Long-term impacts of an unanticipated spike in food prices on child growth in Indonesia
Futoshi Yamauchi and
Donald Larson ()
World Development, 2019, vol. 113, issue C, 330-343
Unanticipated spikes in food prices can increase malnutrition among the poor, with lasting consequences; however, livelihood strategies that include producing food for home consumption are expected to offer a measure of protection. To test this, we use anthropometric and consumption data from Indonesia collected before and after the 2007/08 food price crisis. Based on standardized height and weight measures, our results indicate that soaring food prices had a significant and negative impact on child growth among households that did not produce food for home consumption. A corresponding effect was undetectable for the households that did. The results remain robust when income effects from increased commercial sales, and possible attritions through migration and fostering are considered. Further, local food price changes were uncorrelated with the share of producing-households in the village and village’s initial average child nutrition status, suggesting that observed outcomes are directly attributable to market events and livelihood strategies. Gender differences were not detected. Our findings imply that the food price crises can have negative impacts on children, potentially leading to lifelong disadvantages. Livelihood choices that include food production provide protection against price hikes but may trap households on low income paths.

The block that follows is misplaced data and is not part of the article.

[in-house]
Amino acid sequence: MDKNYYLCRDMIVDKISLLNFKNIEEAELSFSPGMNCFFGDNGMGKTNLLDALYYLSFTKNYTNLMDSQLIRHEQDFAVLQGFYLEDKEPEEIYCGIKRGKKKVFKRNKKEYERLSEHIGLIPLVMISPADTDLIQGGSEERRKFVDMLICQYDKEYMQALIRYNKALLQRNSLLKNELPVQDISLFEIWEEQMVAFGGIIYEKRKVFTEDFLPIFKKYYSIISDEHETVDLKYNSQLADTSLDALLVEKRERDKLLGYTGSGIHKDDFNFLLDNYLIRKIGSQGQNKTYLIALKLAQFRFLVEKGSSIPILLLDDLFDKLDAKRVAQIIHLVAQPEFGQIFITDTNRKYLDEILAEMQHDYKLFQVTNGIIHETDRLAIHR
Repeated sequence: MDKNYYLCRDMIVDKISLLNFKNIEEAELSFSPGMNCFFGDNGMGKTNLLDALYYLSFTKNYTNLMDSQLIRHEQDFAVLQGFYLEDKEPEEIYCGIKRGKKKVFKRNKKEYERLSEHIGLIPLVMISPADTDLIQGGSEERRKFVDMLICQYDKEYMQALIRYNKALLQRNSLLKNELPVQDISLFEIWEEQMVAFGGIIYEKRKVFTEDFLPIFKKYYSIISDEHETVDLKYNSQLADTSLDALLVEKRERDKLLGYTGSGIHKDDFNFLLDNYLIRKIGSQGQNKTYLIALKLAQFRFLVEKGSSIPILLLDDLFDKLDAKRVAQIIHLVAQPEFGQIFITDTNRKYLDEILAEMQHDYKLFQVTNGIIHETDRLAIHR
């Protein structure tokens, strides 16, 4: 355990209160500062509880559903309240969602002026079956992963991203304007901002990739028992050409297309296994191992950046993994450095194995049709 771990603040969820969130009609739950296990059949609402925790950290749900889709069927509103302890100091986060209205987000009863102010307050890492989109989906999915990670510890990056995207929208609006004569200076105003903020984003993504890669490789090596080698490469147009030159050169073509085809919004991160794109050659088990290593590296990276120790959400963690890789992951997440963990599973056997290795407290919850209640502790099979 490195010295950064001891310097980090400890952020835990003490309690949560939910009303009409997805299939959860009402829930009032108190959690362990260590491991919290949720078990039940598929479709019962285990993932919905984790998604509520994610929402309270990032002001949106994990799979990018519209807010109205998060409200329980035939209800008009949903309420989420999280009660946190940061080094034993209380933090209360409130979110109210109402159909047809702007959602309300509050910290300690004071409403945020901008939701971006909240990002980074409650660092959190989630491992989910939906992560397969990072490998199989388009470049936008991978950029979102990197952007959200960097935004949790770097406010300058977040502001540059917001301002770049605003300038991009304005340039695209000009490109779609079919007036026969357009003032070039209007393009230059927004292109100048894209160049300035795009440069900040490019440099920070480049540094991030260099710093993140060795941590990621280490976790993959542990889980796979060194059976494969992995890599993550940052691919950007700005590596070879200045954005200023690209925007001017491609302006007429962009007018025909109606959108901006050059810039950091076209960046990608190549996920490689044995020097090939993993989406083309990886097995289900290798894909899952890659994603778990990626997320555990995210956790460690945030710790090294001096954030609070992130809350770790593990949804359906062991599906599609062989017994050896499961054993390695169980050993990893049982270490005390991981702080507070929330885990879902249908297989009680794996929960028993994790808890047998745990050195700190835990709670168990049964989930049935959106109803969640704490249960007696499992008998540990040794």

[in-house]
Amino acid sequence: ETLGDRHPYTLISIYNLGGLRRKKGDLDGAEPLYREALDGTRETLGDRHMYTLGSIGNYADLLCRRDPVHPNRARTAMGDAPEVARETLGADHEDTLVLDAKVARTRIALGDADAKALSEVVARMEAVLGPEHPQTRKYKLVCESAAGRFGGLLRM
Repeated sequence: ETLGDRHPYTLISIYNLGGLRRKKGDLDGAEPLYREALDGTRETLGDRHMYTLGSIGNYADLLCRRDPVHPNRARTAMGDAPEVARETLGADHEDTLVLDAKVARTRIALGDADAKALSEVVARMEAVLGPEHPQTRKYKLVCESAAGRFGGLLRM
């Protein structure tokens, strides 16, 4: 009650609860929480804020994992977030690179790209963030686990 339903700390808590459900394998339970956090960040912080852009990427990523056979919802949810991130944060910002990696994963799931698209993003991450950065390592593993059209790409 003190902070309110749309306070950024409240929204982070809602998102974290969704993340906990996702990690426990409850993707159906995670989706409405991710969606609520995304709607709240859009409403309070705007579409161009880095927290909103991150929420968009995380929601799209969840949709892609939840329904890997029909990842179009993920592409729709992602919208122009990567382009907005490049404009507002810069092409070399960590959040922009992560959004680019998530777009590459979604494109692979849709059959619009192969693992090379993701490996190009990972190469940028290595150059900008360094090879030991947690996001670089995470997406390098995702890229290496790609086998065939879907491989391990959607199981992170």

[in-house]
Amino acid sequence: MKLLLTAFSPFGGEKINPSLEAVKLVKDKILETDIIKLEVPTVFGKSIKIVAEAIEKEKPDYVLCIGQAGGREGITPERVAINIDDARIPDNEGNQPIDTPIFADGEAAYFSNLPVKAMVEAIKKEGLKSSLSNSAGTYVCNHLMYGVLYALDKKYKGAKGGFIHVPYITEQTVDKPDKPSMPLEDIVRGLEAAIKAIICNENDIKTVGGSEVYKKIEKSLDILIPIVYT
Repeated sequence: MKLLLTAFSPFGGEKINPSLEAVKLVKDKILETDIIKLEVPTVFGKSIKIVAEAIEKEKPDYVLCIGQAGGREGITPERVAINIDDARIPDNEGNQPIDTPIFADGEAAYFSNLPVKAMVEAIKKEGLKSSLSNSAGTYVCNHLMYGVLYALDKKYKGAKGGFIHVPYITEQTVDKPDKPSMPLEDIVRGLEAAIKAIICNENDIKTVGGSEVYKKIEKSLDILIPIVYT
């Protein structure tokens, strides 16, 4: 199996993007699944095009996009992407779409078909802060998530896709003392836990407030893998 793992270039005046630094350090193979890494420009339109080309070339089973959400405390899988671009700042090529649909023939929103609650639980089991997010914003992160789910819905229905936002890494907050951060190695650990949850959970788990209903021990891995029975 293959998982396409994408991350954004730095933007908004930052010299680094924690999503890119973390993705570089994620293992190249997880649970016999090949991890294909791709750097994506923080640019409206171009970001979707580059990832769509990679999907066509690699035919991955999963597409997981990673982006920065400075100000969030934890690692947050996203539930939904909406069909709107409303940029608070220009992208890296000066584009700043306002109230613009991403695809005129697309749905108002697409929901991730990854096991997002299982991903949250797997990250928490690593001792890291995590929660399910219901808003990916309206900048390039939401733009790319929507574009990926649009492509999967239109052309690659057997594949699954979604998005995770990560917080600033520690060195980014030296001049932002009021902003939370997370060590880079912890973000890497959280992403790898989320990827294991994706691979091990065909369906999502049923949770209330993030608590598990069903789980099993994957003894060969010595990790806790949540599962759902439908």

Keywords: Food price crisis; Child growth; Human capital; Safety nets; Indonesia (search for similar items in EconPapers)
JEL-codes: Q11 Q18 O12 O15 (search for similar items in EconPapers)
References: View references in EconPapers View complete reference list from CitEc
Citations: Track citations by RSS feed
Downloads: (external link)
Full text for ScienceDirect subscribers only
This item may be available elsewhere in EconPapers: Search for items with the same title.
Export reference: BibTeX
RIS (EndNote, ProCite, RefMan)
Persistent link: https://EconPapers.repec.org/RePEc:eee:wdevel:v:113:y:2019:i:c:p:330-343
Access Statistics for this article
World Development is currently edited by O. T. Coomes
More articles in World Development from Elsevier
Bibliographic data for series maintained by Dana Niculescu ().